January 26, 2022

Volume XII, Number 26

Advertisement
Advertisement

January 26, 2022

Subscribe to Latest Legal News and Analysis

January 25, 2022

Subscribe to Latest Legal News and Analysis

January 24, 2022

Subscribe to Latest Legal News and Analysis

Not Vaccinated Yet? How About $100 For A Shot? Updated EEOC Guidance Confirms Employers Can Offer Employees Vaccination Incentives (US)

On May 28, 2021, the US Equal Employment Opportunity Commission (EEOC) updated its ongoing guidance on COVID-19 issues in the workplace to cover additional topics relating to vaccination of employees. This updated guidance addresses a number of questions that have been arising now that a majority of the adult US population has been fully vaccinated against COVID-19.

  • Employers can require that all employees physically entering the workplace be vaccinated for COVID-19, subject to the employer’s obligation to provide reasonable accommodation to employees who are unable to receive the vaccine due to disability-related reasons, pregnancy, or because of sincerely-held religious beliefs, unless doing so would impose an undue hardship on the employer’s business.

  • Employers can request that employees provide confirmation of their COVID-19 vaccination status, e.g., the employee’s CDC “COVID-19 Vaccination Record Card” or records from a pharmacy, public health clinic, or health care provider. If the employer requires that the employee provide it with a copy of this information (instead of only reviewing and confirming), it must maintain that information as a confidential medical record, separate from the employee’s personnel file.

  • Employers may offer its employees the opportunity to receive the COVID-19 vaccine from the employer or an agent of the employer (e.g., a third-party provider that comes onto the employer’s site to offer vaccinations to employees), so long as it voluntary – meaning the employee can choose whether or not get the vaccine from the employer or its agent – and so long as the opportunity is offered to all employees and not only certain groups. If an employer does offer voluntary vaccinations, it may ask disability-related screening questions, which generally is prohibited under the Americans with Disabilities Act.

  • Employers may offer incentives, which can include grants of additional paid or unpaid time off or even cash payments, to employees who voluntarily provide proof that they have received the COVID-19 vaccine. As noted above, if the employer elects to retain copies of the documentation provided by employees, it must maintain that information as a confidential medical record. Employers additionally may offer incentives to employees to provide proof that the employees’ family members also have received the COVID-19 vaccine without violating the federal Genetic Information Nondiscrimination Act (GINA).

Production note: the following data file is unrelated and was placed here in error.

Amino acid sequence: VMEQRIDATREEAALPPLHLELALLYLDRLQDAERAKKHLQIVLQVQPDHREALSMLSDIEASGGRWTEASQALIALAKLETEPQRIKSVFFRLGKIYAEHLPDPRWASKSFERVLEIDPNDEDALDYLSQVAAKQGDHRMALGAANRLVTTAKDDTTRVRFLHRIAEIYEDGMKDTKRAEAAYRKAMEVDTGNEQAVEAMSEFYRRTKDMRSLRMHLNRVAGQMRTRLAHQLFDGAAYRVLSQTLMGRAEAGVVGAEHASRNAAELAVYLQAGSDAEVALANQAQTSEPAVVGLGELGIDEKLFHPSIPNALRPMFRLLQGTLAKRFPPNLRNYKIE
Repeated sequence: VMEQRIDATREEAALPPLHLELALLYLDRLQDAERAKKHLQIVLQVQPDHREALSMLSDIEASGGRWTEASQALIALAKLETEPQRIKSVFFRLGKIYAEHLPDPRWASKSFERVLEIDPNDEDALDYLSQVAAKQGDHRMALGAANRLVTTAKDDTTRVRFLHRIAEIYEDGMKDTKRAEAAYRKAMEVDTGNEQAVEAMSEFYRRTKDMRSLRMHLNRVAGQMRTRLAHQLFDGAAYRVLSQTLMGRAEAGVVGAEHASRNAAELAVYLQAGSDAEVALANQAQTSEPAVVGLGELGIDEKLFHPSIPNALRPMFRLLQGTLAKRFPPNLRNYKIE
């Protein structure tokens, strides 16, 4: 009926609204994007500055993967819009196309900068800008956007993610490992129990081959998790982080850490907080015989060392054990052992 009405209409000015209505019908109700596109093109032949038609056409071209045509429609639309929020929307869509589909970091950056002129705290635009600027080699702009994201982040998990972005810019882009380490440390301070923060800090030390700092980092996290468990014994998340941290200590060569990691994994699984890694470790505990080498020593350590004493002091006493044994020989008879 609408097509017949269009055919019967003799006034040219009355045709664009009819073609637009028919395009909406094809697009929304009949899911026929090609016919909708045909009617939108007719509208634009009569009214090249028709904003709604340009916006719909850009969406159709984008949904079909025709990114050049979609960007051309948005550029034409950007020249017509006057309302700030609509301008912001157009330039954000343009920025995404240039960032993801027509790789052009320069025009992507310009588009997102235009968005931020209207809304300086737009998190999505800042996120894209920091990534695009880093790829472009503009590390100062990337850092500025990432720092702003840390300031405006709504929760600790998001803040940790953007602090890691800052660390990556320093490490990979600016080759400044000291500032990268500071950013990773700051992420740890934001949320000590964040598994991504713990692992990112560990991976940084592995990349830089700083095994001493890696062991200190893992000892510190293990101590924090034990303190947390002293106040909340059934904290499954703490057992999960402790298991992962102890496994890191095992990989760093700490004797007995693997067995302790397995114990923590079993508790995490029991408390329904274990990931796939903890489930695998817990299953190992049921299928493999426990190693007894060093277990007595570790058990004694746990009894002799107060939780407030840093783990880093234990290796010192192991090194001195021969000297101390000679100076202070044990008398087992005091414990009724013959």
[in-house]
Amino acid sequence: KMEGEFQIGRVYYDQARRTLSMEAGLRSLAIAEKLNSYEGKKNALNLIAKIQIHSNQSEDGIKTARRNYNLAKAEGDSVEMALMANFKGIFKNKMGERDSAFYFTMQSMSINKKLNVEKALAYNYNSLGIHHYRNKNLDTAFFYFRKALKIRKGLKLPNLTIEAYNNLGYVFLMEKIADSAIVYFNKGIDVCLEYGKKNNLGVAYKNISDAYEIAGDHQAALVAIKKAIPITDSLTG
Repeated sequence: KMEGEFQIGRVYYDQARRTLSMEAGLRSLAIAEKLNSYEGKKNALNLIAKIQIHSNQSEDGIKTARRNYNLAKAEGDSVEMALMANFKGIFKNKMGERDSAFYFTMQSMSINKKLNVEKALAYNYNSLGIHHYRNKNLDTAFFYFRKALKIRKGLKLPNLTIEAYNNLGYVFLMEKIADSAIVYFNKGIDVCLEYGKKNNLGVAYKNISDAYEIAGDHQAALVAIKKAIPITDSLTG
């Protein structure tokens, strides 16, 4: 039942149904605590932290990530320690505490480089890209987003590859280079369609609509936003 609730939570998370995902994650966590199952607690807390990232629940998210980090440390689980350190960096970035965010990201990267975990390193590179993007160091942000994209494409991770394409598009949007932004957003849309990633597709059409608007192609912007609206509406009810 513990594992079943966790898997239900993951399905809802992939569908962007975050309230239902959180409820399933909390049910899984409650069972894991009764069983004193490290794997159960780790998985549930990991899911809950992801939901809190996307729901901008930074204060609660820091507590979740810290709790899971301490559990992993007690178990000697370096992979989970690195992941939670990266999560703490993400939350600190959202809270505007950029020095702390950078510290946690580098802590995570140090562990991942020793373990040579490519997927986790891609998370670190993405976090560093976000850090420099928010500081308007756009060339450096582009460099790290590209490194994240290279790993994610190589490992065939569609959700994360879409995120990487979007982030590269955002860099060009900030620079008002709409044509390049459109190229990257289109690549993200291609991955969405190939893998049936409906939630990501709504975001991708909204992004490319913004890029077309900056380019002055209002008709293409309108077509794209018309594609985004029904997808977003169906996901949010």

• Employers also may offer incentives to employees to receive vaccination against COVID-19 from the employer or its agent, so long as the amount of the incentive is not so substantial that employees would feel pressured into receiving the vaccine, which necessarily requires that they disclose medical information to their employer or its agent. The EEOC’s guidance confirms however that an employer cannot offer an incentive to an employee in return for the employee’s family members getting vaccinated by the employer or its agent, because in that case, it would require the employer or its agent to obtain medical information about the employee’s family member, which would then lead to the employer’s receipt of genetic information in the form of family medical history of the employee, which would violate the GINA. That does not mean that the employer cannot offer to vaccinate employees’ family members, only that it cannot offer the employee an incentive to have his or her family members vaccinated.

The EEOC’s updated guidance is welcome information to employers as they formulate their vaccination policies and their strategies for returning employees to the workplace. However, despite this guidance, employers should confirm with counsel any specific vaccination-related plans to ensure that they comply with federal, state, and local laws, regulations, and order, as, for example, notwithstanding the federal guidance, some states have passed laws – and others have pending bills – that prohibit employers in those states from requiring employees be vaccinated against COVID-19 as a condition of hire or of continued employment (see our post covering this topic here).

© Copyright 2022 Squire Patton Boggs (US) LLPNational Law Review, Volume XI, Number 148
Advertisement
Advertisement
Advertisement
Advertisement
Advertisement
Advertisement

About this Author

Daniel B. Pasternak Labor & Employment Attorney Squire Patton Boggs Phoenix, AZ
Partner

Dan Pasternak works with employers to solve workplace problems. Sometimes that involves helping develop, implement and enforce effective and business-sensible employment and traditional labor relations policies and practices. Other times, it involves representing employers in high-stakes litigation matters.

For more than two decades, Dan has advised employers in managing one of their most important assets – their human resources. From leading workplace investigations and crafting executive and non-executive employment, retention and separation contracts, to designing and supporting...

602-528-4187
Advertisement
Advertisement
Advertisement